http://www.youtube.com/watch?v=hSTTK4bzRSg


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Re: International Aerospace Discussion

Postby sampat » 08 Jun 2011 18:26

RAF Eurofighter Typhoons 'beaten by Pakistani F-16s'

http://www.theregister.co.uk/2011/06/08 ... en_by_f16/

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Re: International Aerospace Discussion

Postby pragnya » 08 Jun 2011 19:19

sampat wrote:RAF Eurofighter Typhoons 'beaten by Pakistani F-16s'

http://www.theregister.co.uk/2011/06/08 ... en_by_f16/


there may be a bit of truth in the pakistan pilot's claim.

for one pakistani pilots are well versed with wvr game (they have got BVR capability only recently) and their F-16s are the leaner ones (unlike the fat block 60sm - India was offered for the MMRCA) and the fact that they are used to it and have honed tactics around them for years also lends credence to the claim.

f-16 block 50/52s are quite capable too.

what is important to know is at what altitudes the game was fought. if it is is in low to medium then there is good reason to beleive though the pilot may be overhyping it - how normally pakistanis do.

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Re: International Aerospace Discussion

Postby Shrinivasan » 08 Jun 2011 20:23

sampat wrote:RAF Eurofighter Typhoons 'beaten by Pakistani F-16s'
http://www.theregister.co.uk/2011/06/08 ... en_by_f16/

Pakees know that they cannot get the EF Typhoon which the Yindoos might buy, so the best way to increase ech Undee is to diss it, make it inferior to F16 (or even Bhandaar). The passive sensors and radar on the Typhoon would have detected the f-16 way before the f-16s detected them. Unless we know what simulated condition they were exercising it is hard to conclude. Was it a regular Typhoon or was it dumbed down? When Typhoon came to Kalaikunda, they held their own against SU30MKIs so this is hard to beleive.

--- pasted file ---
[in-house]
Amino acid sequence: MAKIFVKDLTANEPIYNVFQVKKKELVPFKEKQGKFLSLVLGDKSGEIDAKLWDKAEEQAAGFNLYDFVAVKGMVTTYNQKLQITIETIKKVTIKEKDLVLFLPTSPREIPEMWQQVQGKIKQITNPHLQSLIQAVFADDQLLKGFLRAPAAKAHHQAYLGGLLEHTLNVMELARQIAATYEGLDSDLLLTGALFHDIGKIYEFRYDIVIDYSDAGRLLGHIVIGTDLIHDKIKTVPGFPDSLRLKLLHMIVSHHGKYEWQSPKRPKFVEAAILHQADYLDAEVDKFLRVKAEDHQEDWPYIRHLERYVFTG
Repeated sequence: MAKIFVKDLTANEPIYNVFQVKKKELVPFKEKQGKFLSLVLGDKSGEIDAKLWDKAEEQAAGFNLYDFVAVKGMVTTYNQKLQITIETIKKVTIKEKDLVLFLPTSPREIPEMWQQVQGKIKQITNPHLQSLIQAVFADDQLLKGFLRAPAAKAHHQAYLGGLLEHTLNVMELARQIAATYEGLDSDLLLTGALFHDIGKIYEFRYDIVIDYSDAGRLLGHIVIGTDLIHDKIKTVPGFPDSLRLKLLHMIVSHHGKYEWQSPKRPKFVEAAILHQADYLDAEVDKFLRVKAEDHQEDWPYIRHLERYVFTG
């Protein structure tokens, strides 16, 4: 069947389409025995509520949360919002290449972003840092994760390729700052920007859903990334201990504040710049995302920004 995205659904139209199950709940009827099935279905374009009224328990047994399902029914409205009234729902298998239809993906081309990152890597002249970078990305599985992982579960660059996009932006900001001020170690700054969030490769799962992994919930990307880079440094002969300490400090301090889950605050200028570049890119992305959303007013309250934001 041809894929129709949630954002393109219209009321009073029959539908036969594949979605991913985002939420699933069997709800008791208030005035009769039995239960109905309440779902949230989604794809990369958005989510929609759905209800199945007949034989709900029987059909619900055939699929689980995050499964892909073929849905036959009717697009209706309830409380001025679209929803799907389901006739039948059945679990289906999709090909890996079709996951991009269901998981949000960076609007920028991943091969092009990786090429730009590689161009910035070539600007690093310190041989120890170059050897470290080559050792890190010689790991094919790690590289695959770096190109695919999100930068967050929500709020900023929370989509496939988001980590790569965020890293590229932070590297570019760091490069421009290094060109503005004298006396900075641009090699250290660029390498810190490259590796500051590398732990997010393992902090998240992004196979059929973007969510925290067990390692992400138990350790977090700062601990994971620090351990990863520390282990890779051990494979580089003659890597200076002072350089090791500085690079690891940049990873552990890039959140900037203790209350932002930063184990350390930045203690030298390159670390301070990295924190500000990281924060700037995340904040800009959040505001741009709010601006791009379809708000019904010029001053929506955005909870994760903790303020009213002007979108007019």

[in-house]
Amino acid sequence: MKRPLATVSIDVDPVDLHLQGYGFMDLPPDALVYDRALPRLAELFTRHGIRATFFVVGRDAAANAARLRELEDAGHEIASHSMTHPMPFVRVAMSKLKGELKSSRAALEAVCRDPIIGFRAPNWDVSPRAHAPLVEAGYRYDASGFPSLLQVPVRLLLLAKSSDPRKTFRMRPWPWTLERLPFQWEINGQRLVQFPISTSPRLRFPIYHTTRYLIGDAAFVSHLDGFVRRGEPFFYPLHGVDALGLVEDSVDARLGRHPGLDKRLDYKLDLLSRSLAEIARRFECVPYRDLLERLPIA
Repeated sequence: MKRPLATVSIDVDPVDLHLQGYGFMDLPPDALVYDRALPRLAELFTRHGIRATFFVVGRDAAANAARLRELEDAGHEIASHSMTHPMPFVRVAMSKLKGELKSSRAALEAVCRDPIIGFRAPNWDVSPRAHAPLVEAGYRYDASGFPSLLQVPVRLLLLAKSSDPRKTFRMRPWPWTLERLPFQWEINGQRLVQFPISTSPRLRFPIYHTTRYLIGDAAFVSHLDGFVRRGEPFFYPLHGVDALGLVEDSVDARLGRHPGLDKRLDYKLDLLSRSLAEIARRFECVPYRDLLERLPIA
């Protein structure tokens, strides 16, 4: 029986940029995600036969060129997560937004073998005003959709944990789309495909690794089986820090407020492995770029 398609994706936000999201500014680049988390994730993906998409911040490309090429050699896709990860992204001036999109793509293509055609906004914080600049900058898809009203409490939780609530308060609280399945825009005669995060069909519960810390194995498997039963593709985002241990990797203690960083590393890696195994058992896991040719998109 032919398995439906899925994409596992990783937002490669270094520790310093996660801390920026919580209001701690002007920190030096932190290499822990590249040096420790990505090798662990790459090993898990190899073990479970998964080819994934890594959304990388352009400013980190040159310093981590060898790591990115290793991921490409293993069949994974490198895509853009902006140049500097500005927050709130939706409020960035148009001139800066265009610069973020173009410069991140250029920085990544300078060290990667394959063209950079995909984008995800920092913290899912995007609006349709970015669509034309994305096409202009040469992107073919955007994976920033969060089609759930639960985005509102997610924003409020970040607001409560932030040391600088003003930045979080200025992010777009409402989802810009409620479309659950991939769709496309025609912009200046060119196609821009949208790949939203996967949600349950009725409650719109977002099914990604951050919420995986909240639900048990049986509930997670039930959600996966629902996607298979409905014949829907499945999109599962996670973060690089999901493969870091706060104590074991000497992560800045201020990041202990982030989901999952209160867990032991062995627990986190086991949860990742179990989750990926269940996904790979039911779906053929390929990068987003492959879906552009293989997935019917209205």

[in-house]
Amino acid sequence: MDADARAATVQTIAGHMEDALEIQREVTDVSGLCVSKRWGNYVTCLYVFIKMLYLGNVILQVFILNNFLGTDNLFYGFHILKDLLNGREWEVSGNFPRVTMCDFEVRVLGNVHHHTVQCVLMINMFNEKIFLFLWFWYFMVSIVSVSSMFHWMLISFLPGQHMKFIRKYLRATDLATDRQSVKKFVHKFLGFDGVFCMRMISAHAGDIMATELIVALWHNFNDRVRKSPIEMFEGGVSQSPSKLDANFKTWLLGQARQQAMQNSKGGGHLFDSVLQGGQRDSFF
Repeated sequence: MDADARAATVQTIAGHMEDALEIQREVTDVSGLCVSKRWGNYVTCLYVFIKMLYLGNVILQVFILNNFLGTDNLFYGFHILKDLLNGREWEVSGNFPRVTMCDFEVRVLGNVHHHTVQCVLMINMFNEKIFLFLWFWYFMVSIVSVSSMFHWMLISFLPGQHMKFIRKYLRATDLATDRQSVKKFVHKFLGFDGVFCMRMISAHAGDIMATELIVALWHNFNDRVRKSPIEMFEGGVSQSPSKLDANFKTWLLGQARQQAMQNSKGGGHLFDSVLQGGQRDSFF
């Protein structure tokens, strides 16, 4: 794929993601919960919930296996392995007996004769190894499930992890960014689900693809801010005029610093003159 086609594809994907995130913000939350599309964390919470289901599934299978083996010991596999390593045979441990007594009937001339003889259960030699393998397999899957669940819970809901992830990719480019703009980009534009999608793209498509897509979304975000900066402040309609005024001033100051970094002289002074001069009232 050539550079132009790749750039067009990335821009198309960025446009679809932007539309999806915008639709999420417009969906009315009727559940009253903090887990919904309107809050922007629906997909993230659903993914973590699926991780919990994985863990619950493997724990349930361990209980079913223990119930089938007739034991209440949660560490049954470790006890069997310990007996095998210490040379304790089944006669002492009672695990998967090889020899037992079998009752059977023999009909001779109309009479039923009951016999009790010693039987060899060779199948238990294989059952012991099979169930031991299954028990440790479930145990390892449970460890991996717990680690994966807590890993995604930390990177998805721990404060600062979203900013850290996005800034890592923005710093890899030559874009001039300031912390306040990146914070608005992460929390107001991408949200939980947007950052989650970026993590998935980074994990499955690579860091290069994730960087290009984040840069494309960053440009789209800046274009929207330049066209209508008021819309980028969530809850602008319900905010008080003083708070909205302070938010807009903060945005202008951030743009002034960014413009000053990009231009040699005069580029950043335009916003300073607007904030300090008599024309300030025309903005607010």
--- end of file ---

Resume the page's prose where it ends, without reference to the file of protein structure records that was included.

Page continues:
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Re: International Aerospace Discussion

Postby Singha » 08 Jun 2011 20:57

the last dogfighter F16 was apparently the bigmouth block40. the pakis have something like block30 I think via the MLU from original block15. so the original lot of paki F16s will still be plenty good at dogfights which I suspect was what was being tried vs the eurofighters.

the F16-block50/52 had already put on weight and has CFTs. slimmer than the block60 for sure, but definitely not the usain bolt of the track.

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Re: International Aerospace Discussion

Postby anishns » 10 Jun 2011 08:43

Biraders! from the unmentionable forum, there's an ongoing debate that the Fizzleya's F-16's never even met the RAF Typhoons...
They did however meet the Tornado's....which sucks at WVR :roll:


Read the comments below:
http://www.flightglobal.com/blogs/the-dewline/2011/06/must-read-tell-all-interview-w-1.html

By nichomach
on June 9, 2011 12:40 PM | Reply

A bit of fact checking would reveal that the RAF have never put Typhoons into an AE when the PAF were present. The RAF went to AE 07/2, where Pakistan were present, but sent GR4 Tornadoes not Typhoons. The RAF sent six Typhoons to AE-09/2 but Pakistan were not present at AE-09/2. Consequently, I call bullshit.

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Re: International Aerospace Discussion

Postby Singha » 10 Jun 2011 09:06

:rotfl:
which kind of puts in doubt the rest of the PAF pilots remarks about the US black boxes monitoring though

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Re: International Aerospace Discussion

Postby Singha » 10 Jun 2011 16:16

gates blasts NATO in farwell address

http://www.msnbc.msn.com/id/43351604/ns ... ws-europe/

"Despite more than 2 million troops in uniform, not counting the U.S. military, NATO has struggled, at times desperately, to sustain a deployment of 25,000 to 45,000 troops, not just in boots on the ground, but in crucial support assets such as helicopters, transport aircraft, maintenance, intelligence, surveillance and reconnaissance, and much more," Gates said.
.....
To illustrate his concerns about Europe's lack of appetite for defense, Gates noted the difficulty NATO has encountered in carrying out an air campaign in Libya.